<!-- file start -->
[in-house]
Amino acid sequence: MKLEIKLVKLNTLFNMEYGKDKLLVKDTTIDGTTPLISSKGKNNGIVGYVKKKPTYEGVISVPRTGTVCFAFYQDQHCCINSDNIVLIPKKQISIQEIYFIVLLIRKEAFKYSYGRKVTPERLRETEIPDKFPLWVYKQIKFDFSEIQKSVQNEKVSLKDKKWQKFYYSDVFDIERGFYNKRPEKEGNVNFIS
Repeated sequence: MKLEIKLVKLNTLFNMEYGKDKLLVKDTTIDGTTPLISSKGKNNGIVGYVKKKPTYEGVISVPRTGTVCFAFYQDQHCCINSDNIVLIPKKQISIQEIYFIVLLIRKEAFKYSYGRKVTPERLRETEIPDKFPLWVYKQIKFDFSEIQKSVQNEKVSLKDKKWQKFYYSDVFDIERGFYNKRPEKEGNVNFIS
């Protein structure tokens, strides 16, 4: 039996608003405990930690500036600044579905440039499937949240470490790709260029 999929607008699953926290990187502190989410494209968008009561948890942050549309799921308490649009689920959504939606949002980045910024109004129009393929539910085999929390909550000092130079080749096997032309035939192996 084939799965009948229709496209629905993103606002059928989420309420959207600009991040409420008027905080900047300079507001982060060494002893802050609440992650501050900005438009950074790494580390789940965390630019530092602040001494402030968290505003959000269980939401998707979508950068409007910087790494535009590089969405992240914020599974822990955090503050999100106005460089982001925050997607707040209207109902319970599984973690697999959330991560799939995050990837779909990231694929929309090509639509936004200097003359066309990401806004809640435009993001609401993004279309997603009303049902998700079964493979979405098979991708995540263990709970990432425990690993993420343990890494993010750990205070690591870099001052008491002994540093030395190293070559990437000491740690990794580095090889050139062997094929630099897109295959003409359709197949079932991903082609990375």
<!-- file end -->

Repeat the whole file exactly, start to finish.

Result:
[in-house]
Amino acid sequence: MKLEIKLVKLNTLFNMEYGKDKLLVKDTTIDGTTPLISSKGKNNGIVGYVKKKPTYEGVISVPRTGTVCFAFYQDQHCCINSDNIVLIPKKQISIQEIYFIVLLIRKEAFKYSYGRKVTPERLRETEIPDKFPLWVYKQIKFDFSEIQKSVQNEKVSLKDKKWQKFYYSDVFDIERGFYNKRPEKEGNVNFIS
Repeated sequence: MKLEIKLVKLNTLFNMEYGKDKLLVKDTTIDGTTPLISSKGKNNGIVGYVKKKPTYEGVISVPRTGTVCFAFYQDQHCCINSDNIVLIPKKQISIQEIYFIVLLIRKEAFKYSYGRKVTPERLRETEIPDKFPLWVYKQIKFDFSEIQKSVQNEKVSLKDKKWQKFYYSDVFDIERGFYNKRPEKEGNVNFIS
């Protein structure tokens, strides 16, 4: 039996608003405990930690500036600044579905440039499937949240470490790709260029 999929607008699953926290990187502190989410494209968008009561948890942050549309799921308490649009689920959504939606949002980045910024109004129009393929539910085999929390909550000092130079080749096997032309035939192996 084939799965009948229709496209629905993103606002059928989420309420959207600009991040409420008027905080900047300079507001982060060494002893802050609440992650501050900005438009950074790494580390789940965390630019530092602040001494402030968290505003959000269980939401998707979508950068409007910087790494535009590089969405992240914020599974822990955090503050999100106005460089982001925050997607707040209207109902319970599984973690697999959330991560799939995050990837779909990231694929929309090509639509936004200097003359066309990401806004809640435009993001609401993004279309997603009303049902998700079964493979979405098979991708995540263990709970990432425990690993993420343990890494993010750990205070690591870099001052008491002994540093030395190293070559990437000491740690990794580095090889050139062997094929630099897109295959003409359709197949079932991903082609990375």